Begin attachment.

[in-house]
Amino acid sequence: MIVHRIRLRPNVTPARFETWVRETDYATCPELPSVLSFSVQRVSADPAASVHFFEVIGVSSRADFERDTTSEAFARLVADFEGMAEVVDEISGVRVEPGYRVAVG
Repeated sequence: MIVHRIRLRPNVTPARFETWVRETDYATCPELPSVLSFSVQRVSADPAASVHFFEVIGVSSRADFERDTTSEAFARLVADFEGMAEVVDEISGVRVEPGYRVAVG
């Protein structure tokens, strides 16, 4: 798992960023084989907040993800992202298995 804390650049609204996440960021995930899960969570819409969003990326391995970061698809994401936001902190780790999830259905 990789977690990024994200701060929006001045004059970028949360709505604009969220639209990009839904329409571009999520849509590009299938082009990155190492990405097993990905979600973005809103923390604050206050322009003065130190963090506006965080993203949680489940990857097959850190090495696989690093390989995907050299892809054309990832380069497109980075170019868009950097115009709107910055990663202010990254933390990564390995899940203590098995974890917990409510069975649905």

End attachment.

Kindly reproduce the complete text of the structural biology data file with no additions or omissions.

[in-house]
Amino acid sequence: MIVHRIRLRPNVTPARFETWVRETDYATCPELPSVLSFSVQRVSADPAASVHFFEVIGVSSRADFERDTTSEAFARLVADFEGMAEVVDEISGVRVEPGYRVAVG
Repeated sequence: MIVHRIRLRPNVTPARFETWVRETDYATCPELPSVLSFSVQRVSADPAASVHFFEVIGVSSRADFERDTTSEAFARLVADFEGMAEVVDEISGVRVEPGYRVAVG
């Protein structure tokens, strides 16, 4: 798992960023084989907040993800992202298995 804390650049609204996440960021995930899960969570819409969003990326391995970061698809994401936001902190780790999830259905 990789977690990024994200701060929006001045004059970028949360709505604009969220639209990009839904329409571009999520849509590009299938082009990155190492990405097993990905979600973005809103923390604050206050322009003065130190963090506006965080993203949680489940990857097959850190090495696989690093390989995907050299892809054309990832380069497109980075170019868009950097115009709107910055990663202010990254933390990564390995899940203590098995974890917990409510069975649905």